Movement science will be one of the most important and most recognized science fields in the twenty-first century... The future discipline of movement science has a unique opportunity to become an important contributor to the well-being of mankind.
Nigg BM (1993) Sport science in the twenty-first century. Journal of Sports Sciences, 77, 343-347.

And so Biomechanics will also become an important contributor to the well-being of humankind.

Biomechanics and the Biomedical Engineering at UFABC (2017) I

At the university level, the study of Mechanics is typically done in the disciplines Statics and Dynamics (rigid-body mechanics), Strength of Materials (deformable-body mechanics), and Mechanics of Fluids (fluid mechanics). Consequently, the study on Biomechanics must also cover these topics for a greater understanding of the structure and function of biological systems.

Biomechanics and the Biomedical Engineering at UFABC (2017) II

The Biomedical Engineering degree at UFABC covers these topics for the study of biological systems in different courses: Ciência dos Materiais Biocompatíveis, Modelagem e Simulação de Sistemas Biomédicos, Métodos de Elementos Finitos aplicados a Sistemas Biomédicos, Mecânica dos Fluidos, Caracterização de Biomateriais, Sistemas Biológicos, and last but not least, Biomecânica I & Biomecânica II.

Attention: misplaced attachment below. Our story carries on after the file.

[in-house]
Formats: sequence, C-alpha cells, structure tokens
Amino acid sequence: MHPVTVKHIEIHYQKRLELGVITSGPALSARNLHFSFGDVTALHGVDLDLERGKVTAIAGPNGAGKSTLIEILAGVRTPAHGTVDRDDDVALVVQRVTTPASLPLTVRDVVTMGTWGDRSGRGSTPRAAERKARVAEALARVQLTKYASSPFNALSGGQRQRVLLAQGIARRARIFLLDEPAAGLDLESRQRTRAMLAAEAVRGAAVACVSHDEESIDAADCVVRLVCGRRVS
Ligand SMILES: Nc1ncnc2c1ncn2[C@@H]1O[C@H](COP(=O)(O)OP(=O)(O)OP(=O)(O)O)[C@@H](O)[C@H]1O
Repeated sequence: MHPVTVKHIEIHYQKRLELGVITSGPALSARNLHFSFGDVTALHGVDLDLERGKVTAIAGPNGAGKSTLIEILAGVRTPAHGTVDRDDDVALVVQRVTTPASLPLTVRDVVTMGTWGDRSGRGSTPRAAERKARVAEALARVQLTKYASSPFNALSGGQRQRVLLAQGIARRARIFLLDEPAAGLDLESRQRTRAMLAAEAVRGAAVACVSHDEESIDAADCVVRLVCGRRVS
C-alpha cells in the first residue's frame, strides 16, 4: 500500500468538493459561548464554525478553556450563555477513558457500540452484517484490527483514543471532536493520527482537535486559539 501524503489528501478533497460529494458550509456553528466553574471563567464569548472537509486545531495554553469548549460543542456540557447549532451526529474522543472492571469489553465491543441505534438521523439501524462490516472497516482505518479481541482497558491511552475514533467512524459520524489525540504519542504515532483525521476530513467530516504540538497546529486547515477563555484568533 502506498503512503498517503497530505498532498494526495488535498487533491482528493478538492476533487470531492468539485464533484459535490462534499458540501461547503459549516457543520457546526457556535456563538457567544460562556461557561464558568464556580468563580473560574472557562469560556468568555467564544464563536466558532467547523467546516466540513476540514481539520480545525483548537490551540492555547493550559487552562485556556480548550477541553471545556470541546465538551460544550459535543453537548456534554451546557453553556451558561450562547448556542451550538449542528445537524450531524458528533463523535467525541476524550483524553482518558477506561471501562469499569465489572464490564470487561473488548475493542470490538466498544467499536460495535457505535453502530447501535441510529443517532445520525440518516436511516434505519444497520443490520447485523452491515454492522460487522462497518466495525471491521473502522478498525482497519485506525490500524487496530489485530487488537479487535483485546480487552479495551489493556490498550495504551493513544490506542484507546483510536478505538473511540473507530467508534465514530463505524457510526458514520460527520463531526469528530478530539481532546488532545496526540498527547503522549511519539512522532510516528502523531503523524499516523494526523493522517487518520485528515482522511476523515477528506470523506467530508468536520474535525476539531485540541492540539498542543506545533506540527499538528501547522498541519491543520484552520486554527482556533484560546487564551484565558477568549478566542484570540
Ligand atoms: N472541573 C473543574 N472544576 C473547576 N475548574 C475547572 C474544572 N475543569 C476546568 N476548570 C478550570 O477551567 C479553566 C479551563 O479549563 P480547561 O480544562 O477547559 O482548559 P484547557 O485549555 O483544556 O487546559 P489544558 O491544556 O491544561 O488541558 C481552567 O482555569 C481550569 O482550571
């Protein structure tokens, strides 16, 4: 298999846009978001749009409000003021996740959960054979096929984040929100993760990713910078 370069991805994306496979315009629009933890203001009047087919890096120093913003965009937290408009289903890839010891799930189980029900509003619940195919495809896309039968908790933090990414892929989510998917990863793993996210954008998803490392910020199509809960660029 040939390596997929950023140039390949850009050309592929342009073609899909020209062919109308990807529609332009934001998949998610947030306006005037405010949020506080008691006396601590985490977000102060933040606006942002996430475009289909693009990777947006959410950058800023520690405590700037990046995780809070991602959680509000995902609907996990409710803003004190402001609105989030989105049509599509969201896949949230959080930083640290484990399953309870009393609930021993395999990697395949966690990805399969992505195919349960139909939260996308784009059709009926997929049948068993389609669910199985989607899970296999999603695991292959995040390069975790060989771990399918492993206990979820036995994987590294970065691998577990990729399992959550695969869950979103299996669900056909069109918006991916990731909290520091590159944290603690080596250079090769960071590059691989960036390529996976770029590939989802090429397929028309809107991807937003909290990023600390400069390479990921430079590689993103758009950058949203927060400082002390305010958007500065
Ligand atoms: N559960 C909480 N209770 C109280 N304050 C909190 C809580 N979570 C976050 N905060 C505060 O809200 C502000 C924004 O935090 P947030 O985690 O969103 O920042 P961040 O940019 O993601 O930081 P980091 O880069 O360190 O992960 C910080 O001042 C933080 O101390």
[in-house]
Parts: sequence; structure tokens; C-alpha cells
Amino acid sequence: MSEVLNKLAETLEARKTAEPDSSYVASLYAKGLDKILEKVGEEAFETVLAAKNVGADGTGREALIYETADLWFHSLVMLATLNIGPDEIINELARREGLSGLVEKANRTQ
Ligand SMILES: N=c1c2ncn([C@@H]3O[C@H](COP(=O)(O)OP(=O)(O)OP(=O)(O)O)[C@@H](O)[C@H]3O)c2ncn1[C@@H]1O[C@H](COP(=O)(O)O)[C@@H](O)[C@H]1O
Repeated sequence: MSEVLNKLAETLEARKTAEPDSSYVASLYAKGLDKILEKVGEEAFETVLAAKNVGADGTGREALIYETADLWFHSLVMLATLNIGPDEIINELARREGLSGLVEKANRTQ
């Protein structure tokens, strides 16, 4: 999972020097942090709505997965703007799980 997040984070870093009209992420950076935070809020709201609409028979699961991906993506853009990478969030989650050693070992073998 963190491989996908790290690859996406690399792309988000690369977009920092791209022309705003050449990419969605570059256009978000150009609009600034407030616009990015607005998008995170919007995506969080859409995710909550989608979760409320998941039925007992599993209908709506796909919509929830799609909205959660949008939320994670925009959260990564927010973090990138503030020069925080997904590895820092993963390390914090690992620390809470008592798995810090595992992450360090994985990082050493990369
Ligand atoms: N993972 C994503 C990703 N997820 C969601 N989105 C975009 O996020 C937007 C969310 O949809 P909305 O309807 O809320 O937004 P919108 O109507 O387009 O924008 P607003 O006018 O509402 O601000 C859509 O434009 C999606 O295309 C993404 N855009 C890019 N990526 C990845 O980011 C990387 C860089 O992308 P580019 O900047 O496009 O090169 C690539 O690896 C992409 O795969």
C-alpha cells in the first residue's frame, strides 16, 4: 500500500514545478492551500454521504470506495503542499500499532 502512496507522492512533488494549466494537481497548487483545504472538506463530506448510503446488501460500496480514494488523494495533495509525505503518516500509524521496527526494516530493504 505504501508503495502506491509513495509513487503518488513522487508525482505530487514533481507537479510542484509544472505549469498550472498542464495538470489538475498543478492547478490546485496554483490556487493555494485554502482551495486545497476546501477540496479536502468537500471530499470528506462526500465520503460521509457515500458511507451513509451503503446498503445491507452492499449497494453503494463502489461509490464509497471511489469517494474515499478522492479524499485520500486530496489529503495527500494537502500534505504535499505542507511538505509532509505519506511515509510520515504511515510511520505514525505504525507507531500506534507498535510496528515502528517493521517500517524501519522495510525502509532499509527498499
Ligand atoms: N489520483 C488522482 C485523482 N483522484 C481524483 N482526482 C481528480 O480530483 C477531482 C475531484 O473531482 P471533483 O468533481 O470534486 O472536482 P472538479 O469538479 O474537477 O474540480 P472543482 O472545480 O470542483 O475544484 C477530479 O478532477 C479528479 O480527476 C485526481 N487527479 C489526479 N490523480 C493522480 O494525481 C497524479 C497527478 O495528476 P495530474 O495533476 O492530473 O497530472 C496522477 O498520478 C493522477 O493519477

How much of biological systems is in fact studied in these disciplines varies a lot. Anyway, none of these courses cover the study of human motion with implications to health, rehabilitation, and sports, except the last course. This is the reason why the courses Biomecânica I & II focus on the analysis of the human movement.

More on Biomechanics

The Wikipedia page on biomechanics is a good place to read more about Biomechanics:

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History of Biomechanics

Biomechanics progressed basically with the advancements in Mechanics and with the invention of instrumentations for measuring mechanical quantities and computing.

The development of Biomechanics was only possible because people became more interested in the understanding of the structure and function of biological systems and to apply these concepts to the progress of the humankind.

Aristotle (384-322 BC)

Aristotle was the first to have written about the movement of animals in his works On the Motion of Animals (De Motu Animalium) and On the Gait of Animals (De Incessu Animalium) [Works by Aristotle].

Aristotle clearly already knew what we nowadays refer as Newton's third law of motion:
"For as the pusher pushes so is the pushed pushed, and with equal force." [Part 3, On the Motion of Animals]

Aristotle & the Scientific Revolution I

Although Aristotle's contributions were unvaluable to humankind, to make his discoveries he doesn't seem to have employed anything similar to what we today refer as scientific method (the systematic observation, measurement, and experiment, and the formulation, testing, and modification of hypotheses).